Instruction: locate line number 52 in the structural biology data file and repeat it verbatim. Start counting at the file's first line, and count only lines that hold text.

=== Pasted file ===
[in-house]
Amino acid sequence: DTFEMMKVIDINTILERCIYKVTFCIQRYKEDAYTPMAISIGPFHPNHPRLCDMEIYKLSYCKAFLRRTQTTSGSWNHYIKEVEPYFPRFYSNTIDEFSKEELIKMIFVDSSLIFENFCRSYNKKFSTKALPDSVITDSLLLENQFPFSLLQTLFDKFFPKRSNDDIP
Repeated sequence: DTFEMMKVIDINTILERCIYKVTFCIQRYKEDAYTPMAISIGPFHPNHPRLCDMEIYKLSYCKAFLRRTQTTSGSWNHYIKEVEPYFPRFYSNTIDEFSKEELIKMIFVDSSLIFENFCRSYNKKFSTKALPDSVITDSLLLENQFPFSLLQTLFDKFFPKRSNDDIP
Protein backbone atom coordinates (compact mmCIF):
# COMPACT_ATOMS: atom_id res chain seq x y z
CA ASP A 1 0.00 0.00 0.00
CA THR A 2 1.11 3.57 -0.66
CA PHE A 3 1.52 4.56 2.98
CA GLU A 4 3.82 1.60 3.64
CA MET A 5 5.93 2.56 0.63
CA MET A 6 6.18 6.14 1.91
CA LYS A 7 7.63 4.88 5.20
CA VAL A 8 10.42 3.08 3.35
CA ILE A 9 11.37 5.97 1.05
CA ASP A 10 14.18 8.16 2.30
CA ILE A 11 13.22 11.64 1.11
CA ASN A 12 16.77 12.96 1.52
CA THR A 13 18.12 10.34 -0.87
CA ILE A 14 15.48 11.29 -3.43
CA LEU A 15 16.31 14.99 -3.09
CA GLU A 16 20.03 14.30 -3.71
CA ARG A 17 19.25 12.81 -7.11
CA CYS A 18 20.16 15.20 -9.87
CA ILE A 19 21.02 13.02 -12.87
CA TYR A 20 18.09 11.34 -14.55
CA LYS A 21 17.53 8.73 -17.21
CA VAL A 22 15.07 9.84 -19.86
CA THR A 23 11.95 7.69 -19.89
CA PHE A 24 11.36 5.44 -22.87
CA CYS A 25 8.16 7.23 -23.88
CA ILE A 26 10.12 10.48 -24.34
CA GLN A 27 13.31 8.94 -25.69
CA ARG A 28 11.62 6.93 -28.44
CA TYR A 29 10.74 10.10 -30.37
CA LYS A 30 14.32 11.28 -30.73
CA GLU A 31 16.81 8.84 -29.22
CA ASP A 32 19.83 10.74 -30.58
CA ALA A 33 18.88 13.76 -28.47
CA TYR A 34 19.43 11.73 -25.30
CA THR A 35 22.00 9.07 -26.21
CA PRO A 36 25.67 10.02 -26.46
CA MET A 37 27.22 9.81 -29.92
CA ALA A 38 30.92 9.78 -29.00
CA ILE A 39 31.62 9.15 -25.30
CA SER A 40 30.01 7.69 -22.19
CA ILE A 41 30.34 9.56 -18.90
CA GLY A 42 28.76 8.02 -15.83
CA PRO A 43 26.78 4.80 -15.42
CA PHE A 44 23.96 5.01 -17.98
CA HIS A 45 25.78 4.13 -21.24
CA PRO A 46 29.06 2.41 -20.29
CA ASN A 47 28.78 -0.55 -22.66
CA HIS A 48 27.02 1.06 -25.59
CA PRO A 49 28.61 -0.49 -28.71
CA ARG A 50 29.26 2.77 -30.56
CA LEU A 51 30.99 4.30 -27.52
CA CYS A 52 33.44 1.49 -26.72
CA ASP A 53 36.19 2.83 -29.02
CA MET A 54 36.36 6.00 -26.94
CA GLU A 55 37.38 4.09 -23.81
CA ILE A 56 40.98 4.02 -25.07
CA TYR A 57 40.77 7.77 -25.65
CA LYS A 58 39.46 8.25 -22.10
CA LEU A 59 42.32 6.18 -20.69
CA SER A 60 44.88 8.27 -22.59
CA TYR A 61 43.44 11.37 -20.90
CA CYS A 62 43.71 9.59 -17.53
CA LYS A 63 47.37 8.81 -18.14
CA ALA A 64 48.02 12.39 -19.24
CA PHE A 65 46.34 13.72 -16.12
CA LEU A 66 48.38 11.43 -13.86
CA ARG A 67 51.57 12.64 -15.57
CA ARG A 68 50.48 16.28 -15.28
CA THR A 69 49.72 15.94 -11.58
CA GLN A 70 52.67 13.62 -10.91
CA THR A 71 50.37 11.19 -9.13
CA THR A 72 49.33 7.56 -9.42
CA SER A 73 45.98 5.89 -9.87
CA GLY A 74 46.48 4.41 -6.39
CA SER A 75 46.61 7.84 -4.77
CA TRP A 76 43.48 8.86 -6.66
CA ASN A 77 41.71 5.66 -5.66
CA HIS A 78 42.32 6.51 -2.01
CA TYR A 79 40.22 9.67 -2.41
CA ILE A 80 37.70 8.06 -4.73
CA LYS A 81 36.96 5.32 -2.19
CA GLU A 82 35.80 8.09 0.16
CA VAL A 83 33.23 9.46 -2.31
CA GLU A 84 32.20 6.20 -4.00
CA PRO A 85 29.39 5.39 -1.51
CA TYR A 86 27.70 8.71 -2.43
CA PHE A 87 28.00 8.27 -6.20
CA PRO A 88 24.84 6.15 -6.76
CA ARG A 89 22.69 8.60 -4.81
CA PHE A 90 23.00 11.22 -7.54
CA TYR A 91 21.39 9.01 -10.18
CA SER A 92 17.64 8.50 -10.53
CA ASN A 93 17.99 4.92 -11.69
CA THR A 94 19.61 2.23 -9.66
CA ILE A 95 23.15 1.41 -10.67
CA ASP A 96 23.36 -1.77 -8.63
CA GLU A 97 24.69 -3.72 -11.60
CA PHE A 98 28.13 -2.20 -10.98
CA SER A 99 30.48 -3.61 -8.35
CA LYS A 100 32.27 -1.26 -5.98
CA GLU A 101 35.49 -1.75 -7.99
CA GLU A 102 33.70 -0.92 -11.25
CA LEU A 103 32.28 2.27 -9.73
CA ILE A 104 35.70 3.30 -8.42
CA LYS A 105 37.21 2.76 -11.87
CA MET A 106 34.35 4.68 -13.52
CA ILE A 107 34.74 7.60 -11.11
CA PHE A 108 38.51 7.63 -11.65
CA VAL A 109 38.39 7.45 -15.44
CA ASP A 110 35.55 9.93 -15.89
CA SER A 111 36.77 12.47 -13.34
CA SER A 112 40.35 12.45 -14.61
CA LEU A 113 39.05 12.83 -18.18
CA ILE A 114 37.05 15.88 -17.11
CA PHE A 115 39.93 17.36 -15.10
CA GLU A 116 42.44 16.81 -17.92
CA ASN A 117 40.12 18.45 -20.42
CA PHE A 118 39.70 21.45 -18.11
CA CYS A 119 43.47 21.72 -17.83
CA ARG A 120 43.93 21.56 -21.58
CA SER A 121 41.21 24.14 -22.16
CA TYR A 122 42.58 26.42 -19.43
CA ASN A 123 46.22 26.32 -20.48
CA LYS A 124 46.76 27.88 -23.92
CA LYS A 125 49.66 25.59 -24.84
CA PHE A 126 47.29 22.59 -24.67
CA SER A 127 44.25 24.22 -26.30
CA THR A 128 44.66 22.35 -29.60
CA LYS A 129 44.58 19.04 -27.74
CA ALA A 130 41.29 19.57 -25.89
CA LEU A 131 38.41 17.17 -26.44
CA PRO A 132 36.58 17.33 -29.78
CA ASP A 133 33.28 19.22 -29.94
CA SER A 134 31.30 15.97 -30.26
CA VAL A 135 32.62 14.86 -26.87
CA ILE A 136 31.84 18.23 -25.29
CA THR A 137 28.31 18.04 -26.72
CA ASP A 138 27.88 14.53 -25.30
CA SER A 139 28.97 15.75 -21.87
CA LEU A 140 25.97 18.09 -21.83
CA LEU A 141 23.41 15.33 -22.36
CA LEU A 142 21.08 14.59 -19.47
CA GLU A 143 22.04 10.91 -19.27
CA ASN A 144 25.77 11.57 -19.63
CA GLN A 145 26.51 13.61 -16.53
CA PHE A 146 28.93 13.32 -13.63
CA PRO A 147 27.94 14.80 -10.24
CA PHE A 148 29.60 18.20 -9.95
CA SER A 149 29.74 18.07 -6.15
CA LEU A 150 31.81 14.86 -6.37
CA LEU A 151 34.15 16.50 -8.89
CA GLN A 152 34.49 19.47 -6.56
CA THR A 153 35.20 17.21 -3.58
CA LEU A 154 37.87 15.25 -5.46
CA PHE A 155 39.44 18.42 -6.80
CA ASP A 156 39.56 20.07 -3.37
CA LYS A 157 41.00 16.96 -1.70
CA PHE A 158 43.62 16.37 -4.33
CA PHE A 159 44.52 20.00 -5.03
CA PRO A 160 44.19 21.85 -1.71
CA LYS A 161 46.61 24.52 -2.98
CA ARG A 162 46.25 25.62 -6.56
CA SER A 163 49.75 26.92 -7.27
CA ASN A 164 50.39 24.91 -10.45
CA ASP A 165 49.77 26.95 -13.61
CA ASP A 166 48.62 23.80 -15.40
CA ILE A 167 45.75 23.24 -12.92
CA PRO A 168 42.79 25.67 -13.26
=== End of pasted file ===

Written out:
CA ASN A 47 28.78 -0.55 -22.66